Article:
Off with the desert khakis and dusty hiking boots, I wear a breezy sundress for the festive occasion; only, the winds off the water are so darn chilly, I pull a pair of linen pants beneath my dress and zip-up my jacket.


Under the football field sized tent, throbbing with the zydeco pulse of humanity, I two-step to the washboard beat with maskless abandon. Soulful accordion chords reverberate in my belly. My partner for this dance, David from Philly, spins and tugs, turns and dips me.


I am a little out of dance shape – a little breathless – though I am getting the hang of it, again, head dizzy with the joy of twisting, push-pull motion – if my back isn’t feeling a bit of a nag, particularly on the waltz where I, the follower, must step backwards, trusting the leader to guide me, counterclockwise, around and through and alongside other circling dancers, like bumper cars, squeezing my eyes shut, hoping we don’t crash.


“Somebody scream!” booms Geno Delefose, band leader, into his microphone.


And in response, a unified cry goes up to the top of the tent, my raspy voice joining in.


As much as I appreciated my months in the wilderness – from the vacant, ancient canyonlands of Escalante to the Mojave desert austerity of Joshua Tree, communing with nature, kissing rocks, singing to the trees – I am captivated, if not a bit overwhelmed, by this bubbling, bouncing, cheering, flouncing flesh-and-blood of humanity.

Scent of steamed crawfish, sip of cold beer, chatter and hugs from friends, old and new, a second line parade marches by, and I step in.


After two days of revelry, I am exhausted, every bone and muscle in my body, in my face, feet and hands, joyfully alive.


I fall asleep that night, on the couch of a pair of musician friends, to the sound of airy Brazilian lullabies.


When I awaken, the next morning, I’m still tired. I have a sore throat.


“No wonder,” my host friends tell me, “dancing for two days, the chilly Santa Ana winds, hot and cold, and all the spring allergens…”


“Yes,” I nod in agreement, inhaling the scent of jasmine floating in from the patio, as the purple Jacarandas in full, ferocious bloom, sway on the street on the morning breeze.


Only it’s not allergies.


I will get a text from David Dancer, already back in Philly.


He has tested positive for Covid.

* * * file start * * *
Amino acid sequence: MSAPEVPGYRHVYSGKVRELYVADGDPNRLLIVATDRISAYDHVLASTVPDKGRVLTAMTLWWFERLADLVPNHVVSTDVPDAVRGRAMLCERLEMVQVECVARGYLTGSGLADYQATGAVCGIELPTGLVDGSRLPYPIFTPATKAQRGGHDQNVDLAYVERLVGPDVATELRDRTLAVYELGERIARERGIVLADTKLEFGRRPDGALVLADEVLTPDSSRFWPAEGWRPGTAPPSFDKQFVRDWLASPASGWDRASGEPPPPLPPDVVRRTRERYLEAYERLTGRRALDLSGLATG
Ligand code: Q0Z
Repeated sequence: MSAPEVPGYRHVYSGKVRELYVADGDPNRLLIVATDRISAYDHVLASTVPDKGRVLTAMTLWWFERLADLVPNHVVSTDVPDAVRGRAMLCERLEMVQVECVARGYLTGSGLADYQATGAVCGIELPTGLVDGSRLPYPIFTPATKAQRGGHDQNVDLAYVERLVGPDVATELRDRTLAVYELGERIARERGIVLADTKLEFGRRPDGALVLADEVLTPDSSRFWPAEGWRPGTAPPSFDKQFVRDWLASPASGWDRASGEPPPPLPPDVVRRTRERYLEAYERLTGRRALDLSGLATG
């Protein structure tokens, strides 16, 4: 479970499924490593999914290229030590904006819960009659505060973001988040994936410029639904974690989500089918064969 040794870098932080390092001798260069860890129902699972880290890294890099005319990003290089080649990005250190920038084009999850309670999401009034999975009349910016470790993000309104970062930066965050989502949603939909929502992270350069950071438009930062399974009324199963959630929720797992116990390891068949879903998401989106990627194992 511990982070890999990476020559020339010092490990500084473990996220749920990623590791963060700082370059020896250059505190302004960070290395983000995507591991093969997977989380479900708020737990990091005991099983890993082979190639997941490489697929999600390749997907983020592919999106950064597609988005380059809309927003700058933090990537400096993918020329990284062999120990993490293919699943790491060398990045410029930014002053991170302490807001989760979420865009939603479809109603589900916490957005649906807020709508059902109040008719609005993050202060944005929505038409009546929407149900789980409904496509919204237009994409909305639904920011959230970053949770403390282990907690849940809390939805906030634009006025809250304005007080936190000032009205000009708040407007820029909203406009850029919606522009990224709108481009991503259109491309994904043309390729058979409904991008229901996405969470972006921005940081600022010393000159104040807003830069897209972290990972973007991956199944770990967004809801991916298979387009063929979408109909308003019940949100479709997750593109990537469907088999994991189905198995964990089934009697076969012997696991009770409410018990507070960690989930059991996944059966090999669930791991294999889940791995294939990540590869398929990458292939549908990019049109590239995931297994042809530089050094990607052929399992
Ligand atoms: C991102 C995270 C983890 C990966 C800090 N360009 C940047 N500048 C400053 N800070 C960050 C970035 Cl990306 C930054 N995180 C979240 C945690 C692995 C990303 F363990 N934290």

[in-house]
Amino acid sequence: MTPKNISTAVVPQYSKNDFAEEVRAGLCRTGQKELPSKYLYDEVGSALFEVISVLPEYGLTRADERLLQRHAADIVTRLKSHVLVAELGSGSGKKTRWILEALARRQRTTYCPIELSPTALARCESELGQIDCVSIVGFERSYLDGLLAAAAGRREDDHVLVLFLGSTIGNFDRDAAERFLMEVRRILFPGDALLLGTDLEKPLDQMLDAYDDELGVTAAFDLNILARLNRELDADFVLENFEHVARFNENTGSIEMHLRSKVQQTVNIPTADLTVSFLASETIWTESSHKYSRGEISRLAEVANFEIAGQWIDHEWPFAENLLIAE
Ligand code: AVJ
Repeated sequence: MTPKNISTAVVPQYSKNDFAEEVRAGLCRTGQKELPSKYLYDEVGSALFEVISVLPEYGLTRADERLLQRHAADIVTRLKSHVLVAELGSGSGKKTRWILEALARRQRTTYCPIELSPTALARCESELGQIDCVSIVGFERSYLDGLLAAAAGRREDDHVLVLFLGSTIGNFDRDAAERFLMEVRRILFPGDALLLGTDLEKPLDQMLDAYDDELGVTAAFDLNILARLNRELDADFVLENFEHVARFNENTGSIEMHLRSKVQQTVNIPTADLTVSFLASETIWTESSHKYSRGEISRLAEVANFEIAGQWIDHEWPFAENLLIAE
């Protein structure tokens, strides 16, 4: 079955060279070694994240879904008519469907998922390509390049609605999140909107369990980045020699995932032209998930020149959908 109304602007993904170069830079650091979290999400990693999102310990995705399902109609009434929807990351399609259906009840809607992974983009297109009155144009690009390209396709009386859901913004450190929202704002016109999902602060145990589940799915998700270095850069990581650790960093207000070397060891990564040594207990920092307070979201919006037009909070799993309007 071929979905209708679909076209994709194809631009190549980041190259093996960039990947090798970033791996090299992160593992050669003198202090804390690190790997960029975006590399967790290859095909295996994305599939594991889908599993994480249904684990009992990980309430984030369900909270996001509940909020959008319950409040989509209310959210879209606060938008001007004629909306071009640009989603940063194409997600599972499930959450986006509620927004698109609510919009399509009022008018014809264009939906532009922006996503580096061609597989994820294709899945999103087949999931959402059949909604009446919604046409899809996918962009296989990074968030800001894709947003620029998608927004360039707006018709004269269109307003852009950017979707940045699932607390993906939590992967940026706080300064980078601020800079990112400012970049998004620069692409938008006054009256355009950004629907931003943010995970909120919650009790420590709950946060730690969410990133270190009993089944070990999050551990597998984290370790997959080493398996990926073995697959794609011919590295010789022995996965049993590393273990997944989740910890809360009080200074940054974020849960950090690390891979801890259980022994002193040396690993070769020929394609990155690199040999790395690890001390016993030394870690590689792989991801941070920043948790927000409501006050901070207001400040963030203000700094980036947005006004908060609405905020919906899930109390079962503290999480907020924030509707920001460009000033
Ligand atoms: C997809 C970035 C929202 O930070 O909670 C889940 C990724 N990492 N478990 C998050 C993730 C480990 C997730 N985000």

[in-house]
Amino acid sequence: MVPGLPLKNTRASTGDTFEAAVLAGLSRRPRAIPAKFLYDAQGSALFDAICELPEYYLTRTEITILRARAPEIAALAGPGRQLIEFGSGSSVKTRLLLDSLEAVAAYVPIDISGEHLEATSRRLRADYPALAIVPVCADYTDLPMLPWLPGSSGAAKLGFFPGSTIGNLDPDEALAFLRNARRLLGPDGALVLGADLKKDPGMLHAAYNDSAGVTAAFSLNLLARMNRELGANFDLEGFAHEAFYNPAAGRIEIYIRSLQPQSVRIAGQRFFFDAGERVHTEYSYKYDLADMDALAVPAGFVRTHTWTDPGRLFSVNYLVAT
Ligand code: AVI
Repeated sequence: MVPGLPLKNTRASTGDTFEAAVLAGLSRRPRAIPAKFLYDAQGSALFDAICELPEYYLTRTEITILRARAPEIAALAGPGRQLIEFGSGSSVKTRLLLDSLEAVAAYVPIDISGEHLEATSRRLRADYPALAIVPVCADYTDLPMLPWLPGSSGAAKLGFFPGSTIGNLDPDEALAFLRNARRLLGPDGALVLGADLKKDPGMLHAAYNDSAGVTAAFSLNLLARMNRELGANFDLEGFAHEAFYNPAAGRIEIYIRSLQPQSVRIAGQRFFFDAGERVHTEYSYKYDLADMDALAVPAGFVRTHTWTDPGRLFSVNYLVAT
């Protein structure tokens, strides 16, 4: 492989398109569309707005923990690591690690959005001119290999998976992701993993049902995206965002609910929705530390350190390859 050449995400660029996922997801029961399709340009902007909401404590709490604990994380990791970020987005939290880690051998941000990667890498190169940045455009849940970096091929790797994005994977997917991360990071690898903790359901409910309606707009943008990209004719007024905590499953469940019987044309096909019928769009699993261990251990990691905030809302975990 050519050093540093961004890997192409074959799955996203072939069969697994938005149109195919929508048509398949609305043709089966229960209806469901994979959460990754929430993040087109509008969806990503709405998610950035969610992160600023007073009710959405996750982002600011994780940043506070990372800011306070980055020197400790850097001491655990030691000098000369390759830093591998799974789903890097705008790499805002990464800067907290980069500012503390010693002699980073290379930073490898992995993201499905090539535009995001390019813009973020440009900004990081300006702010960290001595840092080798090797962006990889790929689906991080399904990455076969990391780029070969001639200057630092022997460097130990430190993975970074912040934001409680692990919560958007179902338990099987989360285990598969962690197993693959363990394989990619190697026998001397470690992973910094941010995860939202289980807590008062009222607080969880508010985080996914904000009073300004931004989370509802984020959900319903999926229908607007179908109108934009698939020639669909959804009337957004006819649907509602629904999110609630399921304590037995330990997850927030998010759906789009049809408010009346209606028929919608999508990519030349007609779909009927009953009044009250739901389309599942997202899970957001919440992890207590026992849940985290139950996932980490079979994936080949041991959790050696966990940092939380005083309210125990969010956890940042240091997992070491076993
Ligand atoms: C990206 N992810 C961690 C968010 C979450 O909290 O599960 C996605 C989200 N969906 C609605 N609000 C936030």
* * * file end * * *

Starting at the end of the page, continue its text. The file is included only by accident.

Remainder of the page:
“Oh, I’m sorry.” I’m also angry, though not at him. How come I hadn’t masked up? Why’d I delay my third booster? I deride myself.


I take a home test: it’s negative. I’m hopeful. I don’t have time to be sick.


Now out of the wilderness and in the city, I have a litany of long-delayed chores: a 40k checkup on the VW, my roving home, a long-awaited haircut, grocery and drug store errands, packages to mail. I also have friends and family to meet – long-lost West coast connections who are part of my healing journey – fellow Peace Corps Mexico friend – Long Beach cousin and her new husband – the ‘Bans off our Bodies’ march in LA. I’ve got to cram it all in.

But my sore throat worsens, my voice deepens an octave. I attribute it to the screaming: What do we want, justice, when do we want it, now!


I’ve staved-off Coronavirus for two years; it’s certainly not part of my California Dream. I have no fever. I can taste and smell. It’s just allergies.


It takes two days to get the PCR test results; my cousin in Pasadena with two toddlers won’t let me visit until I’m clear.


I’m not clear.


I’m positive.


Strangely, the news comes as a relief because, at least, I know what’s wrong. It also comes with shame and worry. I have potentially exposed so many.


By now, at my aunt’s house in Orange County, I have nowhere else to go. Getting ill on the road is difficult; contracting Covid is impossible. Auntie reluctantly, graciously agrees to keep me. I quarantine in the basement. We put up plastic. She brings me piping hot Vietnamese beef broth.


My heart swells with gratitude as the warm broth soothes me.


When I reach out to local friends to report the bad news, they joke that I’m a super-spreader, though it’s not that funny. We dub me the #travelingtornado, which is funny. I hack-laugh into my elbow at the meme they send me via text.


Miraculously, all of them, other than one other festival dance partner, even my 74-year-old auntie, remains healthy.


After five days of denial – of running and dancing and marching around SoCal – I am forced to rest, to heal.


Because the journey must continue.


California is a big, beautiful state. Santa Barbara, Pasadena, Morro Bay, the High Sierras…


My California dreamin’, now tinged with a bit of reality, has just begun.